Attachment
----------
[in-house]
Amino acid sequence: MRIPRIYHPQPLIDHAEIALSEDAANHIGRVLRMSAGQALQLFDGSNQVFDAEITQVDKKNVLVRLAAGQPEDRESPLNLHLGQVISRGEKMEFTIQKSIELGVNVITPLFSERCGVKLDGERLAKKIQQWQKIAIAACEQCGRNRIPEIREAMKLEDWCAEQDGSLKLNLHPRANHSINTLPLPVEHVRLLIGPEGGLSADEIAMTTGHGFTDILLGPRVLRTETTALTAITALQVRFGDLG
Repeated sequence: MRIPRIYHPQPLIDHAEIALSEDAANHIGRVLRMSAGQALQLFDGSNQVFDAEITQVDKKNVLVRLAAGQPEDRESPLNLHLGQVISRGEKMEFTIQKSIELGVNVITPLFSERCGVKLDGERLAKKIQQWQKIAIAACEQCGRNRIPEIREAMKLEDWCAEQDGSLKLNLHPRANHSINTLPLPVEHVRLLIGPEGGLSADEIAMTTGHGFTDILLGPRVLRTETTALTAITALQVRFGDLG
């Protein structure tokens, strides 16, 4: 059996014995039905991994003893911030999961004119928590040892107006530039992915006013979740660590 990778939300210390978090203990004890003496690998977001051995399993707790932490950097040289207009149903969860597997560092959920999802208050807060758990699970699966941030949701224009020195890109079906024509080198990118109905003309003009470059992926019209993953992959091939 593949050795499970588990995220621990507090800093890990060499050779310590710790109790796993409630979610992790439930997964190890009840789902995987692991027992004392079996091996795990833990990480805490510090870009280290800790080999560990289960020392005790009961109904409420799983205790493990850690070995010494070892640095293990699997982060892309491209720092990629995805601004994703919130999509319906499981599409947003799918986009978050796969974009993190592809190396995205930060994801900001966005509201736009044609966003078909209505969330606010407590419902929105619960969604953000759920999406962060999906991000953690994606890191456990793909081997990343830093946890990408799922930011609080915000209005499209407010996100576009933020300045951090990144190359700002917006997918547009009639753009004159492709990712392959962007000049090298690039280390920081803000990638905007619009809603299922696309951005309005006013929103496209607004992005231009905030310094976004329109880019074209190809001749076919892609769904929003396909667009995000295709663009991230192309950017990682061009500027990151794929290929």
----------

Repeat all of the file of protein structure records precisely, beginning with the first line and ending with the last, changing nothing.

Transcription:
[in-house]
Amino acid sequence: MRIPRIYHPQPLIDHAEIALSEDAANHIGRVLRMSAGQALQLFDGSNQVFDAEITQVDKKNVLVRLAAGQPEDRESPLNLHLGQVISRGEKMEFTIQKSIELGVNVITPLFSERCGVKLDGERLAKKIQQWQKIAIAACEQCGRNRIPEIREAMKLEDWCAEQDGSLKLNLHPRANHSINTLPLPVEHVRLLIGPEGGLSADEIAMTTGHGFTDILLGPRVLRTETTALTAITALQVRFGDLG
Repeated sequence: MRIPRIYHPQPLIDHAEIALSEDAANHIGRVLRMSAGQALQLFDGSNQVFDAEITQVDKKNVLVRLAAGQPEDRESPLNLHLGQVISRGEKMEFTIQKSIELGVNVITPLFSERCGVKLDGERLAKKIQQWQKIAIAACEQCGRNRIPEIREAMKLEDWCAEQDGSLKLNLHPRANHSINTLPLPVEHVRLLIGPEGGLSADEIAMTTGHGFTDILLGPRVLRTETTALTAITALQVRFGDLG
């Protein structure tokens, strides 16, 4: 059996014995039905991994003893911030999961004119928590040892107006530039992915006013979740660590 990778939300210390978090203990004890003496690998977001051995399993707790932490950097040289207009149903969860597997560092959920999802208050807060758990699970699966941030949701224009020195890109079906024509080198990118109905003309003009470059992926019209993953992959091939 593949050795499970588990995220621990507090800093890990060499050779310590710790109790796993409630979610992790439930997964190890009840789902995987692991027992004392079996091996795990833990990480805490510090870009280290800790080999560990289960020392005790009961109904409420799983205790493990850690070995010494070892640095293990699997982060892309491209720092990629995805601004994703919130999509319906499981599409947003799918986009978050796969974009993190592809190396995205930060994801900001966005509201736009044609966003078909209505969330606010407590419902929105619960969604953000759920999406962060999906991000953690994606890191456990793909081997990343830093946890990408799922930011609080915000209005499209407010996100576009933020300045951090990144190359700002917006997918547009009639753009004159492709990712392959962007000049090298690039280390920081803000990638905007619009809603299922696309951005309005006013929103496209607004992005231009905030310094976004329109880019074209190809001749076919892609769904929003396909667009995000295709663009991230192309950017990682061009500027990151794929290929």